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The idea came up from a discussion I had with my friends.

Suppose we want to play a game using a deck of cards, and we can't use any physical materials. If we are intelligent enough, we can remember the types of cards each one has. The problem is that it is even hard to divide the cards uniformly by using only our brains.

To divide them properly, each one should not know the types of cards others have. By introducing a 'dealer', it becomes easy. We can ask the dealer to tell each person what cards they will have. But the dealer then can't participate in the game. The question is that how can players divide the deck uniformly by themselves.

I think it is important to specify the exact condition for the problem. This is what I have in mind.

  1. Each person can uniformly choose a number from a finite set of numbers
  2. All players trust each other. That is, if they agreed on a particular procedure on dividing cards, they will actually follow the procedure.
  3. The procedure would consist of a sequence of data transfer from one person to other. The receiver will remember the data exactly, and it is impossible to forget it.
  4. By the end of the procedure, the conditional probability distribution of cards given all the information each person knows should be uniform.

This is far from clear mathematical formulation. So the first question is:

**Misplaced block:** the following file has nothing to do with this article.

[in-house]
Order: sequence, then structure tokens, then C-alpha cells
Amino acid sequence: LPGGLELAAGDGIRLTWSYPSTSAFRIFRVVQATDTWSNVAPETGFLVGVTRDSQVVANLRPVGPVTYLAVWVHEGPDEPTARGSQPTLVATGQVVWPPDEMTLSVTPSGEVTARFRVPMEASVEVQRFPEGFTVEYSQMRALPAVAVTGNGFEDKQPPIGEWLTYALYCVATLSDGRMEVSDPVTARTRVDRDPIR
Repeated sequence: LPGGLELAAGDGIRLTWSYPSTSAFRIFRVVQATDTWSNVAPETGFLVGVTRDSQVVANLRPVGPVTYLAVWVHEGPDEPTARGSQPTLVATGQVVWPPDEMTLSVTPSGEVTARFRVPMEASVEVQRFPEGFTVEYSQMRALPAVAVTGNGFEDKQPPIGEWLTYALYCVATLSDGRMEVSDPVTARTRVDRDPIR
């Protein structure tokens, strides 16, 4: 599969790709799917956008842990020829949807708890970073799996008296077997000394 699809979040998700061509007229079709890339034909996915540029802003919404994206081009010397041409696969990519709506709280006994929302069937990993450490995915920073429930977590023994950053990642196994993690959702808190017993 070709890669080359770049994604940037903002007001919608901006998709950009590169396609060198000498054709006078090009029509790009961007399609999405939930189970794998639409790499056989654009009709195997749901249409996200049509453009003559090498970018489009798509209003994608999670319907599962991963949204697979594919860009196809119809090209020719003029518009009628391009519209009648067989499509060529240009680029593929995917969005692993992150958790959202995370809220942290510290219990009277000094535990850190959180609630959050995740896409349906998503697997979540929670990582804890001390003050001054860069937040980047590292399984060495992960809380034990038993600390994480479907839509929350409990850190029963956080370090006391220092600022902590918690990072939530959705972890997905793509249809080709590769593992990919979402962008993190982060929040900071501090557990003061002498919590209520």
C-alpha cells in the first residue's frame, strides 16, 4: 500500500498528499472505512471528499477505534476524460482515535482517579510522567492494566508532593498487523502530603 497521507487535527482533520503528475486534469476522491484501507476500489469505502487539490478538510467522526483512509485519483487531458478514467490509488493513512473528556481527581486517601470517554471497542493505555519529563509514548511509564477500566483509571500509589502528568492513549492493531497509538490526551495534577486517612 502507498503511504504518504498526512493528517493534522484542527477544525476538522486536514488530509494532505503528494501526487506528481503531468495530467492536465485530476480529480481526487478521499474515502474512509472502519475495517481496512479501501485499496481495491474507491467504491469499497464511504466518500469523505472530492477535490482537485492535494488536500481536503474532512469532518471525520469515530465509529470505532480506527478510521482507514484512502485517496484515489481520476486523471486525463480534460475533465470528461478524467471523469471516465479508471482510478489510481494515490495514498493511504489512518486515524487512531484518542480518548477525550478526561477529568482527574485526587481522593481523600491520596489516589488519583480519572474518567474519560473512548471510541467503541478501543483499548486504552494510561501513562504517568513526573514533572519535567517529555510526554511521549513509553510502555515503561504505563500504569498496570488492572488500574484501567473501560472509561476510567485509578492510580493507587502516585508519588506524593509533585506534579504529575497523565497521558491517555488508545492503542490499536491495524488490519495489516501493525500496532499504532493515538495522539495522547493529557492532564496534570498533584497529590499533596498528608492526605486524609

How can we formulate this problem exactly into mathematical language? For example, how can we define the concept of data transfer?

The question is easy when there are only two people and two cards. One can just simply grab one and pass the other. But the question seems much harder for even three people and three cards.

How can three individuals divide three cards uniformly? Or if it is impossible, are there any proof?

I think this can be a more fundamental question.

Can two people having their own number from 1, 2 or 3, interact with each other to conclude that whether they have same or different numbers, but gain no more information about their opponent's number?

Any suggestions for clarification are welcomed. Fixing grammar mistakes and awkward expressions are much welcomed too.

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what you need is a Zero-knowledge proof not sure if it is possible, doubt it very much. – Willemien Dec 28 '13 at 20:20
cool question. i am not sure i even understand the 2 player case completely. would you mind posting that solution in more detail? – hunter Dec 28 '13 at 22:11
@hunter Let the two players be A and B and two cards be 1 and 2. A simply choose her card uniformly from 1 and 2, and pass the other to B. Now the cards are distributed uniformly, and since each individual knows his card, knowing the opponent's card does not add to that information. – Jineon Baek Dec 29 '13 at 3:35
Related: – leonbloy Dec 29 '13 at 20:11

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